In August, we focused on using your Gmail inbox for increased productivity, so this month we’re going to focus on the Outlook users! (These tips are intended for Outlook 365 users, but some will still apply to older versions.)
I’m often asked to help overwhelmed employees and business owners keep on top of their email inboxes as a virtual assistant, so here are a few tips and tricks that will clear the chaos and bring peace of mind, giving you more time and energy to do what you do best.
- Turn emails into To Do tasks. Many folks are already using their inboxes as a de-facto To Do list by keeping piles and piles of emails meant to remind them to do something important. Instead of letting tasks get buried under new messages, just turn them into Tasks! Simply drag the email and drop it onto the Tasks list icon, which looks like a little clipboard. This will allow you to assign a due date and a time for a reminder. So, for example, if you receive an email regarding a project that is due EOB on Friday, you can set the due date for Friday and make sure that you get a reminder after lunch on Thursday.
- Take advantage of the Clean Up function. While viewing your inbox, just click the Clean Up button under the Home tab. What this does is move all duplicate messages that are part of a long thread into the Trash. The feature is quite sophisticated—it won’t delete emails with attachments. This feature is especially handy if you’ve been out of office for some time, and have missed out on long email threads.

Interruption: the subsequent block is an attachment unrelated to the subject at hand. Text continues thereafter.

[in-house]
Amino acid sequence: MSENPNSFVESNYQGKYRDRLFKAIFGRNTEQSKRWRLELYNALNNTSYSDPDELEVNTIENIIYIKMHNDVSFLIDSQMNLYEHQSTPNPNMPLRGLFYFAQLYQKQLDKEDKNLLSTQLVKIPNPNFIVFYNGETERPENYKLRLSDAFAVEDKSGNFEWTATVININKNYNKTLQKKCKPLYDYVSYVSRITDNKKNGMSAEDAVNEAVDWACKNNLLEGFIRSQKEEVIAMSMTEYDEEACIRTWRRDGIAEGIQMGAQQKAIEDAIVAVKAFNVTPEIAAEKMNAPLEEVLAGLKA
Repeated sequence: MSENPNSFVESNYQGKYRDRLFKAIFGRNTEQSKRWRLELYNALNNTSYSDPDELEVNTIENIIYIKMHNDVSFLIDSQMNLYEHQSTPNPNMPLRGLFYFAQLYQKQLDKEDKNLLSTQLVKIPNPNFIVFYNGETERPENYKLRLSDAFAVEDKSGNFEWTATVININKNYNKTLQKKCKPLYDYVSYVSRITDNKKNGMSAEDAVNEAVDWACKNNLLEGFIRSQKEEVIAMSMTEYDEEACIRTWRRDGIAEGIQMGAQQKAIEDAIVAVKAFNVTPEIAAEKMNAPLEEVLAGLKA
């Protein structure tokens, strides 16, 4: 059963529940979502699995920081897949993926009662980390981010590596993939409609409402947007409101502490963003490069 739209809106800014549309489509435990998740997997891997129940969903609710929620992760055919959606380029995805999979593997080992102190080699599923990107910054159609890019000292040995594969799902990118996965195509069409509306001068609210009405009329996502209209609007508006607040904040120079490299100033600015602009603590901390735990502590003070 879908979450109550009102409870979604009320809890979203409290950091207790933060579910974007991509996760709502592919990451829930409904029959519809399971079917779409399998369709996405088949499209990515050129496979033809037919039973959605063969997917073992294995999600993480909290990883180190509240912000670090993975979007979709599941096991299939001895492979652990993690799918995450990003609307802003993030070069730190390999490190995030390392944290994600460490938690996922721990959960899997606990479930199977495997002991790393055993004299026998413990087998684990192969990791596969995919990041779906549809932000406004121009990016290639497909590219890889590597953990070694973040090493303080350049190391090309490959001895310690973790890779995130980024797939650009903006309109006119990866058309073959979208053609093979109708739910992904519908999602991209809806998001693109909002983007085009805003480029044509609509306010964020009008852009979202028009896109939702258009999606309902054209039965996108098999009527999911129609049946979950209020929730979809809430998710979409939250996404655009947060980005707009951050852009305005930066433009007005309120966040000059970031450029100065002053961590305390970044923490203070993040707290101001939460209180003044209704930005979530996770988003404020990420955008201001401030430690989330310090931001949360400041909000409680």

- Filter your messages using the Rules function. The easiest way to manage more email is to reduce the amount of email you receive in the first place. Unsubscribing can be dicey, as some companies subscribe you to multiple lists without giving you any clear way to unsub from them all at once. What you can do instead is to simply filter these messages out by creating a Rule that automatically trashes all emails from a particular sender, for example. You can also use this feature to create urgent To Do’s out of every emails your boss sends you with a particular subject line, or to archive emails that don’t need any action but need to be kept as a record.
Hopefully, these tips will help you create a little more harmony and mental space at work. What other kind of help could you use with your business? Get in touch to let me know!